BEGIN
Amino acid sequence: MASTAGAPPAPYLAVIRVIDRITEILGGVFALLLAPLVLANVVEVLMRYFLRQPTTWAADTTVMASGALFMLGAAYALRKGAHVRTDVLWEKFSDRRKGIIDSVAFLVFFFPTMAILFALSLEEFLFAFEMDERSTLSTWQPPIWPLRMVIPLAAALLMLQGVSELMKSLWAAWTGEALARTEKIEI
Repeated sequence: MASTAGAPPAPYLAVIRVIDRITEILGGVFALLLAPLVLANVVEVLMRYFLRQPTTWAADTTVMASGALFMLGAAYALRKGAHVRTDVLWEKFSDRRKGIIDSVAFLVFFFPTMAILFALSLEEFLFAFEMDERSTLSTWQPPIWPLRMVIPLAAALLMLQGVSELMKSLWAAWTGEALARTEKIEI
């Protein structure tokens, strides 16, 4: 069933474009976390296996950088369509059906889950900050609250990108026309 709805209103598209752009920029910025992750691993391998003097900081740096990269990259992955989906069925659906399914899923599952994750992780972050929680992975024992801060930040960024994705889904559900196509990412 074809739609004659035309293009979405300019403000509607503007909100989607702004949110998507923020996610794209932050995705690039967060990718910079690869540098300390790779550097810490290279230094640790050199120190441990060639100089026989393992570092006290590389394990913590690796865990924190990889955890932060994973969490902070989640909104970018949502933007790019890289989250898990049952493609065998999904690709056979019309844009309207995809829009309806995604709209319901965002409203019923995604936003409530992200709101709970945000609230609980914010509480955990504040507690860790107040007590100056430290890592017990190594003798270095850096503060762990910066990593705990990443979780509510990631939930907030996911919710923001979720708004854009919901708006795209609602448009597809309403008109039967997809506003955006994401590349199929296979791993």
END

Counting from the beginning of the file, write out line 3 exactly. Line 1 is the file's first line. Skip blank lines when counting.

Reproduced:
């Protein structure tokens, strides 16, 4: 069933474009976390296996950088369509059906889950900050609250990108026309 709805209103598209752009920029910025992750691993391998003097900081740096990269990259992955989906069925659906399914899923599952994750992780972050929680992975024992801060930040960024994705889904559900196509990412 074809739609004659035309293009979405300019403000509607503007909100989607702004949110998507923020996610794209932050995705690039967060990718910079690869540098300390790779550097810490290279230094640790050199120190441990060639100089026989393992570092006290590389394990913590690796865990924190990889955890932060994973969490902070989640909104970018949502933007790019890289989250898990049952493609065998999904690709056979019309844009309207995809829009309806995604709209319901965002409203019923995604936003409530992200709101709970945000609230609980914010509480955990504040507690860790107040007590100056430290890592017990190594003798270095850096503060762990910066990593705990990443979780509510990631939930907030996911919710923001979720708004854009919901708006795209609602448009597809309403008109039967997809506003955006994401590349199929296979791993």